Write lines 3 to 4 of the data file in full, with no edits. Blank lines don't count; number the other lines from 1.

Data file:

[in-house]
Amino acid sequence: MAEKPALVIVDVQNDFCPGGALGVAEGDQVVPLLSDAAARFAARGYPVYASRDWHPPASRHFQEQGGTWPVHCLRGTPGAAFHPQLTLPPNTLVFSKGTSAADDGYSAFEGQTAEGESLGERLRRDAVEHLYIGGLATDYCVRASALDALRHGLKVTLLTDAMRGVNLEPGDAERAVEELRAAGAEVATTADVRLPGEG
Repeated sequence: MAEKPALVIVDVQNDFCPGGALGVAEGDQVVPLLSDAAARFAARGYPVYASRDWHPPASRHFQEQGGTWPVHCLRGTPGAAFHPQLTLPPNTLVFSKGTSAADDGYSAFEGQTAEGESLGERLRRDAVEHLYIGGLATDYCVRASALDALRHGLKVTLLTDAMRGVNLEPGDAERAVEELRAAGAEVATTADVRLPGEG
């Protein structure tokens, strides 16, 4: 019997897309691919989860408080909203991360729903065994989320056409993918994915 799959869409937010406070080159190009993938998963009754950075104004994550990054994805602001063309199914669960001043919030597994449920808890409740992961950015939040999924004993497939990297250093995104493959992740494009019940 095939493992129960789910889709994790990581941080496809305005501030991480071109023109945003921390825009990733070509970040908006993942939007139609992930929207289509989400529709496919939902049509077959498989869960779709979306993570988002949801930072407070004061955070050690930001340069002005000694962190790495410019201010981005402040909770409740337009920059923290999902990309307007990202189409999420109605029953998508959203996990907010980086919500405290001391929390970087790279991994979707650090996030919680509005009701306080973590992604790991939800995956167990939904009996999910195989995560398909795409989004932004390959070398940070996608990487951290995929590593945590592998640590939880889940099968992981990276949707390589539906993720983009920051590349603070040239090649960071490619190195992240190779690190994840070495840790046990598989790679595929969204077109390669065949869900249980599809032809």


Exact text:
Repeated sequence: MAEKPALVIVDVQNDFCPGGALGVAEGDQVVPLLSDAAARFAARGYPVYASRDWHPPASRHFQEQGGTWPVHCLRGTPGAAFHPQLTLPPNTLVFSKGTSAADDGYSAFEGQTAEGESLGERLRRDAVEHLYIGGLATDYCVRASALDALRHGLKVTLLTDAMRGVNLEPGDAERAVEELRAAGAEVATTADVRLPGEG
């Protein structure tokens, strides 16, 4: 019997897309691919989860408080909203991360729903065994989320056409993918994915 799959869409937010406070080159190009993938998963009754950075104004994550990054994805602001063309199914669960001043919030597994449920808890409740992961950015939040999924004993497939990297250093995104493959992740494009019940 095939493992129960789910889709994790990581941080496809305005501030991480071109023109945003921390825009990733070509970040908006993942939007139609992930929207289509989400529709496919939902049509077959498989869960779709979306993570988002949801930072407070004061955070050690930001340069002005000694962190790495410019201010981005402040909770409740337009920059923290999902990309307007990202189409999420109605029953998508959203996990907010980086919500405290001391929390970087790279991994979707650090996030919680509005009701306080973590992604790991939800995956167990939904009996999910195989995560398909795409989004932004390959070398940070996608990487951290995929590593945590592998640590939880889940099968992981990276949707390589539906993720983009920051590349603070040239090649960071490619190195992240190779690190994840070495840790046990598989790679595929969204077109390669065949869900249980599809032809």